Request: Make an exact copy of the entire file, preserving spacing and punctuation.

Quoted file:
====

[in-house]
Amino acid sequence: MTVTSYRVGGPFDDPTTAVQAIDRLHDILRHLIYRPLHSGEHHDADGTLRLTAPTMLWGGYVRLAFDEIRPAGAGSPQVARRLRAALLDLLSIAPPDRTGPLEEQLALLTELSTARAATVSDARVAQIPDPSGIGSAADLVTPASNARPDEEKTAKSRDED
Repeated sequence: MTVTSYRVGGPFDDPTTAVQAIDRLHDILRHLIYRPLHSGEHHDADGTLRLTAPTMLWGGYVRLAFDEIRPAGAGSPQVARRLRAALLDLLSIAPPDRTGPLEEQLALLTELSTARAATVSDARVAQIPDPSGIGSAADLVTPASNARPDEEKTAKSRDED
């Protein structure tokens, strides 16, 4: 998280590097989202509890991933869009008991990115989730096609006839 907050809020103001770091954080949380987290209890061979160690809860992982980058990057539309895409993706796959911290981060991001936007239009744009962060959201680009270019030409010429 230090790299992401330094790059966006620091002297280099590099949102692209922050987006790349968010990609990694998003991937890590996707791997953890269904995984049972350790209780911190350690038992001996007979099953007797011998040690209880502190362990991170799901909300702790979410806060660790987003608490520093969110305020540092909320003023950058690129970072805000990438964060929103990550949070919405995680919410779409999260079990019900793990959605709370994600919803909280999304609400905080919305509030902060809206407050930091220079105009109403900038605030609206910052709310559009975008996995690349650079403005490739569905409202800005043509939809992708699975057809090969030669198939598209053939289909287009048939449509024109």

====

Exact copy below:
[in-house]
Amino acid sequence: MTVTSYRVGGPFDDPTTAVQAIDRLHDILRHLIYRPLHSGEHHDADGTLRLTAPTMLWGGYVRLAFDEIRPAGAGSPQVARRLRAALLDLLSIAPPDRTGPLEEQLALLTELSTARAATVSDARVAQIPDPSGIGSAADLVTPASNARPDEEKTAKSRDED
Repeated sequence: MTVTSYRVGGPFDDPTTAVQAIDRLHDILRHLIYRPLHSGEHHDADGTLRLTAPTMLWGGYVRLAFDEIRPAGAGSPQVARRLRAALLDLLSIAPPDRTGPLEEQLALLTELSTARAATVSDARVAQIPDPSGIGSAADLVTPASNARPDEEKTAKSRDED
């Protein structure tokens, strides 16, 4: 998280590097989202509890991933869009008991990115989730096609006839 907050809020103001770091954080949380987290209890061979160690809860992982980058990057539309895409993706796959911290981060991001936007239009744009962060959201680009270019030409010429 230090790299992401330094790059966006620091002297280099590099949102692209922050987006790349968010990609990694998003991937890590996707791997953890269904995984049972350790209780911190350690038992001996007979099953007797011998040690209880502190362990991170799901909300702790979410806060660790987003608490520093969110305020540092909320003023950058690129970072805000990438964060929103990550949070919405995680919410779409999260079990019900793990959605709370994600919803909280999304609400905080919305509030902060809206407050930091220079105009109403900038605030609206910052709310559009975008996995690349650079403005490739569905409202800005043509939809992708699975057809090969030669198939598209053939289909287009048939449509024109």